From Poetry Magazine

May 2017 Cover Artist: Alexander Stewart

By Fred Sasaki

Poetry magazine's May cover is by Alexander Stewart, whom I first knew as founder and co-director (with Lilli Carré) of the Eyeworks Festival of Experimental Animation. He currently teaches in the experimental animation program at CalArts and, among other things, creates line drawings that have captivated us for some time. I asked Stewart to tell us more about the work and he wrote back with this wonderful runthrough of his process and thinking behind these mesmerizing bands of ink:

This piece is part of an ongoing series of drawings. I’ve spent about 3 years experimenting with this particular technique, where I work with accumulations of lines drawn with stencils and rulers. Since I first started getting interested in art in college, I’ve been really inspired by drawing that is about engaging and recording process, by artists like Sol LeWitt. There’s a very linear process to these pieces for me, with a slow and steady forward movement. I start with a mark, and add more marks until the drawing is done. It’s pretty simple, but I’ve found a lot of tension and challenge in this idea. They are ink lines on paper, so there’s no covering up and no erasing. I’m always moving forward, responding to what’s been done thus far, and searching for a conclusion. I’ve made several dozen, maybe a hundred, drawings this way, mostly medium-sized pieces, and one very large 8 x 4 feet piece.

There’s a kind of self-generating compositional aspect to these for me. I use a set of French curve stencils to make these that are able to produce a finite range of curves and arcs. The curves and arcs bunch up into units, and the compositions develop out of various possible combinations of these units as I work intuitively. I might have a general plan for what I want to do with a drawing, but the overall composition is the result of a give-and-take between me and the process. A lot of the ways I’ve worked since I started making art in college have been using a similar method, where I work with simple or minimal tools until I find a technique that generates a unit, and then I play with repeating these units to form structures. I’ve done this in sculpture, film, and now drawing.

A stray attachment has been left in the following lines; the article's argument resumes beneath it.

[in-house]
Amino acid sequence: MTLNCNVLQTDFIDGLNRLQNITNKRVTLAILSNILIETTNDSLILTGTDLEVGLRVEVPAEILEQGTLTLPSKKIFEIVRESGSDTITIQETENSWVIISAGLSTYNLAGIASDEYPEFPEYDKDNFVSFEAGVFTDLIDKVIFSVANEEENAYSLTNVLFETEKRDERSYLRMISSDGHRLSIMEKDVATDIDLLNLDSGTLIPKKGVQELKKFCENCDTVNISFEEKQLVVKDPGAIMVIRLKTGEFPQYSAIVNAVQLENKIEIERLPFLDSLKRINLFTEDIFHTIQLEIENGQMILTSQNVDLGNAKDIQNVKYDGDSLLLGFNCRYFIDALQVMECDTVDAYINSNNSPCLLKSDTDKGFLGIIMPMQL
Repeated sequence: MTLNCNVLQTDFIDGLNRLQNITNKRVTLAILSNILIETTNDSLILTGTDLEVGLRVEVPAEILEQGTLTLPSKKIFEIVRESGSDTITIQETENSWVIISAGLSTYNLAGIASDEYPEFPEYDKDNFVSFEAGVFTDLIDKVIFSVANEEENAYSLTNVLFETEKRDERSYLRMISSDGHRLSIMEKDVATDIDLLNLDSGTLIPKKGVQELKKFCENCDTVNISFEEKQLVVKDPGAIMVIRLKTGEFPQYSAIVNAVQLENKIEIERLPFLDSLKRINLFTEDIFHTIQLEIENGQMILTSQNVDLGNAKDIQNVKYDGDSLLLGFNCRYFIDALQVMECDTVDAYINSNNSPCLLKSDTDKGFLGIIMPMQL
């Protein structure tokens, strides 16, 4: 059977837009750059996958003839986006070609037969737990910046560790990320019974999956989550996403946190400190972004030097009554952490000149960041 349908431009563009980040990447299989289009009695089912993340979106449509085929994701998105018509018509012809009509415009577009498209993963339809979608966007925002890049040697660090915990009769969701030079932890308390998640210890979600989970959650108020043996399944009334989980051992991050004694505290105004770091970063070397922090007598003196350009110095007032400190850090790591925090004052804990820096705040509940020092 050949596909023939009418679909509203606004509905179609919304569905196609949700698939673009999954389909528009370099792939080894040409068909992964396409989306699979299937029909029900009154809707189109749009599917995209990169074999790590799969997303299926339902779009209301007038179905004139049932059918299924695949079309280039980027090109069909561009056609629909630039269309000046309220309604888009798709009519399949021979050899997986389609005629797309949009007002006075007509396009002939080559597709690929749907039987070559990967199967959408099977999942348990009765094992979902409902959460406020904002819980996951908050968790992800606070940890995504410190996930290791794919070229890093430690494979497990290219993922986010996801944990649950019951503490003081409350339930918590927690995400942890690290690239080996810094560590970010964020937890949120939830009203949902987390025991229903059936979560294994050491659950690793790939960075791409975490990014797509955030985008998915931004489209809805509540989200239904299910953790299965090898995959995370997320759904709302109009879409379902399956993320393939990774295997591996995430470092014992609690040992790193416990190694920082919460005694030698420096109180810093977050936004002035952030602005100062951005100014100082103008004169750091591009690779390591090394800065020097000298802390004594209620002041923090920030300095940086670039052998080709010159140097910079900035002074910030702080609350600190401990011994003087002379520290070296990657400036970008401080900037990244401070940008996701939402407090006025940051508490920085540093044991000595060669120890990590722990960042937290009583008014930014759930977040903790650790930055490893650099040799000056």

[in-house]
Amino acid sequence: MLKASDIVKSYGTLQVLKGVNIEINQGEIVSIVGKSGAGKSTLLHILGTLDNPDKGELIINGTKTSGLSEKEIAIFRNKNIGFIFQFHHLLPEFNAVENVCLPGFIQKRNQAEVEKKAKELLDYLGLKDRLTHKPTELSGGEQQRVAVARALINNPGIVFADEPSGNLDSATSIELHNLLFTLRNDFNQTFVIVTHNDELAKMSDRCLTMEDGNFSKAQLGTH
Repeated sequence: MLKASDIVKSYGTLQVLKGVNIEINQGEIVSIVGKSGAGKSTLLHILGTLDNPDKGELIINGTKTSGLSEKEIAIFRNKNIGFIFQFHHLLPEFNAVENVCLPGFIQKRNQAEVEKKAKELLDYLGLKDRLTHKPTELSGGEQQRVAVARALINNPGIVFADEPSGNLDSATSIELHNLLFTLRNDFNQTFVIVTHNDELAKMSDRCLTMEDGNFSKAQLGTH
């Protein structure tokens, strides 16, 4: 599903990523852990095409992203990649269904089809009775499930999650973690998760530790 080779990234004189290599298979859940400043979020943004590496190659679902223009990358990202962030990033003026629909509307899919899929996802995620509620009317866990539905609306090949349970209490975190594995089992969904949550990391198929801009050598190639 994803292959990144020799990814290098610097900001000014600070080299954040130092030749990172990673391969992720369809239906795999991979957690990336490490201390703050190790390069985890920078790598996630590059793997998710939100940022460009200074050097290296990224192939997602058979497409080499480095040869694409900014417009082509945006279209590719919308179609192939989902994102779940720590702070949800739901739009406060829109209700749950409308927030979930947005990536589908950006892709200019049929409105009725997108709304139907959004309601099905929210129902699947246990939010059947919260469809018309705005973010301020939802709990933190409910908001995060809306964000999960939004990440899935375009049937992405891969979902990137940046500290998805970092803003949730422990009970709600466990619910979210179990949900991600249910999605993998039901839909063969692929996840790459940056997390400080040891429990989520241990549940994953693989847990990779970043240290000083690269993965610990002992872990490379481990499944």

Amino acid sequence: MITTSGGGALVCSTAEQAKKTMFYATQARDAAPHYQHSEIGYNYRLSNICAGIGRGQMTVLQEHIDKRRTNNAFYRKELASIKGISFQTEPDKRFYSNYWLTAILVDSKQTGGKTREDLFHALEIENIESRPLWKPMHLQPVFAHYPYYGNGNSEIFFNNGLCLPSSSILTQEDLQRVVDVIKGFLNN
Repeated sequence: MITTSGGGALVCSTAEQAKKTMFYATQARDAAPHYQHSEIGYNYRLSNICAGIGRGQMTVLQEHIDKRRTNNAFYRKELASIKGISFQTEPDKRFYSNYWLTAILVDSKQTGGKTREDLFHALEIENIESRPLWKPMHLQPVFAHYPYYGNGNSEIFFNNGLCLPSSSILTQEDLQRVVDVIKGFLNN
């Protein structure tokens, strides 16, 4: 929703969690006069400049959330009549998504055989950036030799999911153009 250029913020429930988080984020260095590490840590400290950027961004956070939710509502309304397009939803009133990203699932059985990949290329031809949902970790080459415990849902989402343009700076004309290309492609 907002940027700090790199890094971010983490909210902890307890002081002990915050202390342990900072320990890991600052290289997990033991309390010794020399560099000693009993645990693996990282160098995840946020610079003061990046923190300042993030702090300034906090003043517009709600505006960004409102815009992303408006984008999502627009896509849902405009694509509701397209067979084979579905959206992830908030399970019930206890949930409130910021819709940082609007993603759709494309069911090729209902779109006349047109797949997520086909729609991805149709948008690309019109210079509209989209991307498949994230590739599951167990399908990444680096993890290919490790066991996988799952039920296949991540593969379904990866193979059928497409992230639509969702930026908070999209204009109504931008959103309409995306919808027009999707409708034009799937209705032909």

A few years ago, I finished a film project and was feeling that when I was making films, there was too much of a delay between the instinct and the end result. It took me weeks to set up an idea, test it out, shoot it, and get the film back. I wanted to work in a way that was more immediate and present, and drawing really felt right. I could start and finish a drawing in a day. I think I’m working to figure out some larger ideas with these works on paper, but I like the directions they have been taking me. I feel very present when I’m in the studio working with ink on paper. There’s a sense of immediate commitment to ideas and forward movement that I find very satisfying. Each drawing is really about the process of drawing and finding my way through the accumulation of marks. There’s a Richard Serra quote that goes, “There is no way to make a drawing, there is only drawing,” and I like thinking about that.

This piece “Silver Lake Ribbon #3” is from a series I drew in the first few weeks after I moved from Chicago to LA in the summer of 2016. It felt grounding to sit down and make some drawings at that time, when I was spending most days driving around LA trying to find an apartment and figure the city out. I was experimenting with creating a line of separation between the front sections and the back sections, thinking about strengthening the effect of depth. I wanted to try emphasizing that this is a depiction of a discrete object and not a literal collection of marks. I wanted the marks to participate in an illusion or illustration, rather than be concrete in the way I had used them in the past.

For me, these images look like ribbons or scarves, thrown into the air, and floating weightless for a moment. There’s no sense of place or time in the images. They also feel slippery and slick, like combed gelled hair. There’s a sense of decadence to them for me, an abundance of material that has no economy or justification. They are indulgent and sensuous, and also dark and ominous. Or maybe they are some kind of taffy.

I’m currently working on drawings and some paintings with similar forms. I’ve also gotten excited about some ideas for short films again and am thinking I might start working on an animation this summer.

Originally Published: May 1st, 2017